MacDonald’s unilinear argument simply prevents him from engaging with a complex reality. His book is far from being the ‘fresh, refreshing’ contribution the publisher suggests. Its content is almost wholly conventional, drawing on a selective reading of secondary sources, innocent of original material. It tries to establish its originality by assaulting a grotesque misrepresentation of the present state of academic work on Northern Ireland. It is certainly not lacking in nerve: MacDonald is ready to assert that Paul Bew, the most challenging of modern Ulster-bred historians, ‘cannot appreciate – still less explain – the genuine perversity of Northern Ireland’. But the most serious weakness of this book lies in its failure to engage with its own subtitle. Even if the colonialism thesis is accepted as explaining division, the step to violence requires something more. MacDonald proposes ‘a social order that renders “terrorism” entirely commonplace’, but sees no need to explain how.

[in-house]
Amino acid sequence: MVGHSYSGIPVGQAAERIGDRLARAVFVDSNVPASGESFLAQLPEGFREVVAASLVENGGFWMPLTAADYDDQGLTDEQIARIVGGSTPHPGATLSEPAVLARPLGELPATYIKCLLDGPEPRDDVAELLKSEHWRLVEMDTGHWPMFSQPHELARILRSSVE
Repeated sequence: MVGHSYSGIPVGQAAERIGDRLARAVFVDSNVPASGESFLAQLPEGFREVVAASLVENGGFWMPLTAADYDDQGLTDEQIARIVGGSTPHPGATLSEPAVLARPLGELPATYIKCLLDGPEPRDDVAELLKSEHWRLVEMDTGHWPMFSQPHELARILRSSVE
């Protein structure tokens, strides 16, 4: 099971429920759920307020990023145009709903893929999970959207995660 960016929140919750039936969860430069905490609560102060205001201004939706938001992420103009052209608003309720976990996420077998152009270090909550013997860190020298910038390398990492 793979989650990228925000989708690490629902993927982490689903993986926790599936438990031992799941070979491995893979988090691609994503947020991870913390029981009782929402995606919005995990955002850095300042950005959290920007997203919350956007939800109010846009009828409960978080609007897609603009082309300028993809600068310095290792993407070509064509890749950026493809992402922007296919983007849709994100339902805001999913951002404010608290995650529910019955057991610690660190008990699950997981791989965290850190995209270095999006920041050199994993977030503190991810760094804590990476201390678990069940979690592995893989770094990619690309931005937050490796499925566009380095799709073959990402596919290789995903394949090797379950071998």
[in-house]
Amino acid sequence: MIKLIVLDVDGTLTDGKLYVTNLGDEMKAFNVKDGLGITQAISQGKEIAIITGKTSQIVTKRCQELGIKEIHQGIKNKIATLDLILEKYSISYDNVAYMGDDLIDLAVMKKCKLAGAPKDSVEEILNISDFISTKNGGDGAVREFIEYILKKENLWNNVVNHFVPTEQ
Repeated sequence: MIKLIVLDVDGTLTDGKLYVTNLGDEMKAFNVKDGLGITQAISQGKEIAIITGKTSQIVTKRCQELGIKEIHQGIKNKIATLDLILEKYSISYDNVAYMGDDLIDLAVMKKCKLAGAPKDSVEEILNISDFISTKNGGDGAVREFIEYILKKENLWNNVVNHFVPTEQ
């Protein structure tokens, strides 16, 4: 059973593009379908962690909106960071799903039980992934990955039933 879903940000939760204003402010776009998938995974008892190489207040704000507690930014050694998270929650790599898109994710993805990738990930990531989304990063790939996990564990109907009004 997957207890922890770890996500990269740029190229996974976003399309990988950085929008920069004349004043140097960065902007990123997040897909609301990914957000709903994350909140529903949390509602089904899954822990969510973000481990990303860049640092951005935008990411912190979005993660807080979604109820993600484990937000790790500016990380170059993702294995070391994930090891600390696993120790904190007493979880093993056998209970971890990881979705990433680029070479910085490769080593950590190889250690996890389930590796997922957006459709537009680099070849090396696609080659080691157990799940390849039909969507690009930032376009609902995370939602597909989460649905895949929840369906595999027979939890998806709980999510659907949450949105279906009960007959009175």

‘Terrorism’ (whatever the quotation-marks are supposed to say about it) has, in fact, been very far from commonplace in the history of the North. Violence is by no means natural even to conservative Protestants. Steve Bruce wisely points to the egregious failure of the paramilitaries to raise a coherent political profile or to secure broad endorsement. It is interesting, as he says, that ‘the really quite moderate and bourgeois position of the DUP’ on the morality of violence ‘is often overlooked not just by its critics ... but also by its supporters’. As Tom Gallagher has remarked, in assessing Paisleyism, there has not yet been full-scale civil war: ‘tacit ground rules’ have been observed by both sides. What we have here is a deep ambiguity about means which rests on the contradictory sense of ‘law and order’ amongst mainstream loyalists – ‘Queen’s rebels’. Paisley’s oddly hesitant strategy of response to Hillsborough surely reflects the dilemma of a powerful people whose customary ascendancy has mysteriously dissolved. They will not take the awesome responsibility for re-establishing it by force, but neither can they adapt to the reconstruction of identity which pluralism requires. Until they can rediscover an effective means of political manoevure, they will continue to be defiant, suspicious, inarticulate, uncomprehended.